Good model to follow for group work. As you mentioned it all depends upon maturity of the group. Upper level students have started to realize that they need to and will have to work together in their careers. These activities help them to get ready for just such a process.
Good response to the most common problem in using groups. Making sure that each member contributes, and does what is required. The evaluation process helps to maintain the balance that is required.
I find that students can usually learn from other students when they are working in a group setting. Many times the other students will have more experience with a subject and are able to pass on that information. Slower students seem to get comfort from learning from their more experienced peers as well. It gives them confidence they will reach the same point and advance as students.
Good observation. I have found that as well. Generally people like to help others to achieve. Group work allows that to happen.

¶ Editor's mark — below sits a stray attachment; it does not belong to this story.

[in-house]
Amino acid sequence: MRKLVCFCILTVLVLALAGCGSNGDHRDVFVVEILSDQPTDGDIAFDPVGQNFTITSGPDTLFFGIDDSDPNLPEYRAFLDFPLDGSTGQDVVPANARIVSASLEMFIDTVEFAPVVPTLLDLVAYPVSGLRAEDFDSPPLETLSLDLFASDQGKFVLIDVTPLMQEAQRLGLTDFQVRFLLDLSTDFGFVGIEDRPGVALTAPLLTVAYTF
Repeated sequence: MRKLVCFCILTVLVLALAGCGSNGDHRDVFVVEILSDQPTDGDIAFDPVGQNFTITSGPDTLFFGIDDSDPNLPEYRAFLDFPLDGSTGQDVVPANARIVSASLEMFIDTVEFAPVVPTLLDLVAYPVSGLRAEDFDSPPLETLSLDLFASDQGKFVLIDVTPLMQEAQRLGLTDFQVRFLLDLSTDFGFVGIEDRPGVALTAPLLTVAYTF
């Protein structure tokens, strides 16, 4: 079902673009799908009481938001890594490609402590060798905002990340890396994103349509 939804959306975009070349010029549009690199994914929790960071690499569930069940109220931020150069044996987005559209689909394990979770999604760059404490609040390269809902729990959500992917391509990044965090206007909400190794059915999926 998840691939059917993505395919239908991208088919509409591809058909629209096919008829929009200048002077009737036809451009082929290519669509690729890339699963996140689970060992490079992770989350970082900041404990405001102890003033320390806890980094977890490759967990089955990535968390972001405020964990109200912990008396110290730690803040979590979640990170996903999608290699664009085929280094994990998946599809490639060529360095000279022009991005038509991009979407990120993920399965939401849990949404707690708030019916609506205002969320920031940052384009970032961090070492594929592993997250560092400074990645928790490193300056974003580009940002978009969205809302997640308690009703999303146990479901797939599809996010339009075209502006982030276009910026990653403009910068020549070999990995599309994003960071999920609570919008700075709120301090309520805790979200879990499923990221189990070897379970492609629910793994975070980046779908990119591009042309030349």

How do you assign your students to their work or learning groups?
My classes are small enough that students can work in small groups easily. I put the more experienced students with the newer students and then they work together on projects. I assign these groups differently on a daily basis.
Newer students watch more experienced students work on hands-on projects.
Thanks for the information. Sounds like you have a good plan working for you in creating learning groups.
Yes they do human interaction is a very important part of learning however you must make sure that everyone has an objective for it to be successful